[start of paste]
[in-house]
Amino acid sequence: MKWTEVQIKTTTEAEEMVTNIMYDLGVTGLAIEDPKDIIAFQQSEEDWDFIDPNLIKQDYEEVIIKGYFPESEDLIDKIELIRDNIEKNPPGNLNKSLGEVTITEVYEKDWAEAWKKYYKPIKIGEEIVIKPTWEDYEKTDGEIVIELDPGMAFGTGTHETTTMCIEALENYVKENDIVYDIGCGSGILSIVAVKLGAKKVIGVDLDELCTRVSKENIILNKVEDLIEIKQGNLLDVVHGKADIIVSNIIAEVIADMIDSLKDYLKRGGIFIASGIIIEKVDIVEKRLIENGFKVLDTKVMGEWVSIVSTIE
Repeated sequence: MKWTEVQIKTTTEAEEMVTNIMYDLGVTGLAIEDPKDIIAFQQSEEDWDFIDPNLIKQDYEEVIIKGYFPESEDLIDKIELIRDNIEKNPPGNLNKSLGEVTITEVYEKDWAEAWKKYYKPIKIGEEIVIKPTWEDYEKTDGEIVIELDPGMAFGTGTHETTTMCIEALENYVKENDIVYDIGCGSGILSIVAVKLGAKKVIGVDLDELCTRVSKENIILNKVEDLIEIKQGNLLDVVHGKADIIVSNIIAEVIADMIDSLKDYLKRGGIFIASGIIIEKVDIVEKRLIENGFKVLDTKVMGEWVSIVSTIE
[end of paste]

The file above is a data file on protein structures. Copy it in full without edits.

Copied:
[in-house]
Amino acid sequence: MKWTEVQIKTTTEAEEMVTNIMYDLGVTGLAIEDPKDIIAFQQSEEDWDFIDPNLIKQDYEEVIIKGYFPESEDLIDKIELIRDNIEKNPPGNLNKSLGEVTITEVYEKDWAEAWKKYYKPIKIGEEIVIKPTWEDYEKTDGEIVIELDPGMAFGTGTHETTTMCIEALENYVKENDIVYDIGCGSGILSIVAVKLGAKKVIGVDLDELCTRVSKENIILNKVEDLIEIKQGNLLDVVHGKADIIVSNIIAEVIADMIDSLKDYLKRGGIFIASGIIIEKVDIVEKRLIENGFKVLDTKVMGEWVSIVSTIE
Repeated sequence: MKWTEVQIKTTTEAEEMVTNIMYDLGVTGLAIEDPKDIIAFQQSEEDWDFIDPNLIKQDYEEVIIKGYFPESEDLIDKIELIRDNIEKNPPGNLNKSLGEVTITEVYEKDWAEAWKKYYKPIKIGEEIVIKPTWEDYEKTDGEIVIELDPGMAFGTGTHETTTMCIEALENYVKENDIVYDIGCGSGILSIVAVKLGAKKVIGVDLDELCTRVSKENIILNKVEDLIEIKQGNLLDVVHGKADIIVSNIIAEVIADMIDSLKDYLKRGGIFIASGIIIEKVDIVEKRLIENGFKVLDTKVMGEWVSIVSTIE